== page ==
Patients with Acute Coronary Syndrome (ACS) face many difficulties as they transition from the hospital back to their home following a cardiovascular event. It is critical they understand at discharge the next steps in their road to recovery.
A recent JAMA Internal Medicine study looked at transitional care after hospitalization and found that a fourth of discharge instructions were written in medical jargon that a patient was not likely to understand.
AstraZeneca became the founding sponsor of the American College of Cardiology (ACC) Patient Navigator Program, contributing $10 million to this program earlier this year. The program was designed to help cardiology patients through the challenges of transitioning from hospital to home following their heart attack.
Today, the ACC announced the first hospitals selected to be a part of its program:
- Advocate Sherman Hospital, Elgin, Ill.
- Christiana Care Health Services, Wilmington, Del.
- Einstein Medical Center Philadelphia, Philadelphia
- Indiana University Health Methodist Hospital, Indianapolis
- MedStar Washington Hospital Center, Washington
- Providence St. Vincent Medical Center, Portland, Ore.
- Ronald Reagan UCLA Medical Center, Los Angeles
- St. Mary’s Hospital, Waterbury, Conn.
- Trident Health, Charleston, S.C.
- Vanderbilt Heart and Vascular Institute, Nashville, Tenn.
- WakeMed Health and Hospital, Raleigh, N.C.
The ACC Patient Navigator Program will provide personalized support to patients with ACS at these hospitals based on their specific needs, which is vital because cardiovascular disease impacts every patient differently.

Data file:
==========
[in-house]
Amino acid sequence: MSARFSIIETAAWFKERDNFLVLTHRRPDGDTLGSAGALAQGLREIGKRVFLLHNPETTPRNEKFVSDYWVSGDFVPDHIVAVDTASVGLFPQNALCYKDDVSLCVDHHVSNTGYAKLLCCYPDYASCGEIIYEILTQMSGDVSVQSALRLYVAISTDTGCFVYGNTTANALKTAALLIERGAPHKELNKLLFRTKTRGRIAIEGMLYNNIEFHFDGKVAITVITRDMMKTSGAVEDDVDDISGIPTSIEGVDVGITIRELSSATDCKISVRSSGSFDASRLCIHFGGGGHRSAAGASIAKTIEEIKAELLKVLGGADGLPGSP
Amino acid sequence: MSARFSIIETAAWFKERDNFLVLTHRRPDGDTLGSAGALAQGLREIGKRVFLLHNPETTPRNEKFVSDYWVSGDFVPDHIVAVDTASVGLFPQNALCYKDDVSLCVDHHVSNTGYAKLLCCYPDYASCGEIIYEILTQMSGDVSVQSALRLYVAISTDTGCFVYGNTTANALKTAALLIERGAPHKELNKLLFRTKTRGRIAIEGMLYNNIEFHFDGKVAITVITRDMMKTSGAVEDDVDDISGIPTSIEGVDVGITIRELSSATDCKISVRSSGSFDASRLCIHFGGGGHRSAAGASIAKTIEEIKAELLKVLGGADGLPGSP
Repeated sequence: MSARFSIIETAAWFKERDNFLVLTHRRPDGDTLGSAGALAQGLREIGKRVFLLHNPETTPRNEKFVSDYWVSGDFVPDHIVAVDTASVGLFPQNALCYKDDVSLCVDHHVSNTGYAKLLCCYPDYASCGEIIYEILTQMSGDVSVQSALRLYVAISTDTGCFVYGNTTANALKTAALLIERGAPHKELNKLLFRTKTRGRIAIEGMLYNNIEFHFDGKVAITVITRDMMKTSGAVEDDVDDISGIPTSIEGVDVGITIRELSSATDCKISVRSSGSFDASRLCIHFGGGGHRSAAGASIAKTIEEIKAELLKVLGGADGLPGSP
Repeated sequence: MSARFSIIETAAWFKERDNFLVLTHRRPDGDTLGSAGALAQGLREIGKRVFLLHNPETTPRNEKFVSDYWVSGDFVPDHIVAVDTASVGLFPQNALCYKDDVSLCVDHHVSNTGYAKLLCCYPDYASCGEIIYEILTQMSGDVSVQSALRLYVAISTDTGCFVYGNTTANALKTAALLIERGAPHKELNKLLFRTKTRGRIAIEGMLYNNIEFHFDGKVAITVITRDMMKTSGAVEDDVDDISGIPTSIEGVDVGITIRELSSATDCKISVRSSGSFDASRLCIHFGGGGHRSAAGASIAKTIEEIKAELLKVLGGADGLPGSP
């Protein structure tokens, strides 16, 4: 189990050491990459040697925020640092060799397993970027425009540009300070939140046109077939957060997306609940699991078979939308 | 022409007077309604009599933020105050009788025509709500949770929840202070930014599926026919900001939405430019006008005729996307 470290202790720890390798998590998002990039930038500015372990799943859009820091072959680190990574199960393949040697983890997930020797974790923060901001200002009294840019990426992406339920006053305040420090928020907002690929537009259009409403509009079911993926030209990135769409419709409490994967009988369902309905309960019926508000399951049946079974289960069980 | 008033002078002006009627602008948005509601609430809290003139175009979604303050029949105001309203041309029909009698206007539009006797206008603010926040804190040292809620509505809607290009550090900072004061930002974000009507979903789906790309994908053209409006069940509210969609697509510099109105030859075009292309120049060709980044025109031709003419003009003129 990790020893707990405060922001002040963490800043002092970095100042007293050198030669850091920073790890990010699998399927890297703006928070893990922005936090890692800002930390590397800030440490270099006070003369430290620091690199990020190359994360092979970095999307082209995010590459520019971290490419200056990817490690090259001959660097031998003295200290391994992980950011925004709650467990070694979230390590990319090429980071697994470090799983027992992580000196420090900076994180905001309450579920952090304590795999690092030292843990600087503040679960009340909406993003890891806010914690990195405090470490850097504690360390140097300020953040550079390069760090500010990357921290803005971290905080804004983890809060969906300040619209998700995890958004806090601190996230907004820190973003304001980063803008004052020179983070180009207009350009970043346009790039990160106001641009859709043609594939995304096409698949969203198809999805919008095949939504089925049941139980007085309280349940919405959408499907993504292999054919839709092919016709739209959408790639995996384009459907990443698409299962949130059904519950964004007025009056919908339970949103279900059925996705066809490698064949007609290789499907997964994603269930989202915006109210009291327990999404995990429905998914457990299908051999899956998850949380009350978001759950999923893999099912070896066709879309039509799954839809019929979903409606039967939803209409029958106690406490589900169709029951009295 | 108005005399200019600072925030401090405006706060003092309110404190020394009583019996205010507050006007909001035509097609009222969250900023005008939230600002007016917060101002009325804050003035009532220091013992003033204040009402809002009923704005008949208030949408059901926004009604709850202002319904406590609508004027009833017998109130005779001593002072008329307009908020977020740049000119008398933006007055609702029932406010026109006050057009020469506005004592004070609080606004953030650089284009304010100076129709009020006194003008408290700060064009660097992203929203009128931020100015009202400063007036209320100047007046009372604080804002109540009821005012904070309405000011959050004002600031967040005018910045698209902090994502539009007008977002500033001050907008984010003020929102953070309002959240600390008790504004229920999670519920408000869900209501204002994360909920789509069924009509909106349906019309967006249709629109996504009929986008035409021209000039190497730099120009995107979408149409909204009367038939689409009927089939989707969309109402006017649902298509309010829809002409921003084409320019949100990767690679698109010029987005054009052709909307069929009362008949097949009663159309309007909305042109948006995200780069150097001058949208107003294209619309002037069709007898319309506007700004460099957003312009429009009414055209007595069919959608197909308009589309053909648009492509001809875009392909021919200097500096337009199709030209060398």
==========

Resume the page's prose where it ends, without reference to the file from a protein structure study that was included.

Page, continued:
The ACC Patient Navigator Program aligns with AstraZeneca’s desire to put patients at the core of everything we do and our commitment to finding new ways to support patients’ health.
2913305 Last Updated 12/13
Tips for caregivers and patients during National Family Caregivers Month
By Jim Blasetto, MD, cardiologist and vice president, AstraZeneca
Heart attacks are part of a condition known as acute coronary syndrome (ACS), an umbrella term for situations where the blood supplied to the heart muscle is suddenly blocked. This infographic further explains ACS, including what to look for and the common causes and risk factors.
Every year, thousands of Americans survive a heart attack, return home from the hospital and continue on their patient journey. It is important for patients to follow their doctor’s instructions when taking their medicines at home and making the necessary lifestyle adjustments to help reduce the risk of another heart attack.
During National Family Caregivers Month this November, learn more about the tools and support materials available to patients and caregivers to help ease the transition from hospital to home care.
Here are a few tips to help caregivers and patients work together:
- Immediately fill new prescriptions. Following a heart attack, patients receive multiple medications when discharged from the hospital. This can be overwhelming, but caregivers can help ensure every prescription is filled and taken as prescribed.
- Understand what each medicine does. Patients and caregivers can collaborate to create a list of questions that the cardiologist or primary care doctor can help answer during the next visit.
- Work together to create and follow a healthy diet and a doctor-recommended exercise plan. Caregivers can offer motivation and encouragement in establishing – and sticking to – new routines.
- Take advantage of the available caregiver resources, including those at CardioSmart.org and Heart.org, to stay informed and identify ways to minimize health risks.
As the saying goes, “home is where the heart is,” but together, patients and caregivers, can make home the place where healthy living begins – especially after a heart attack.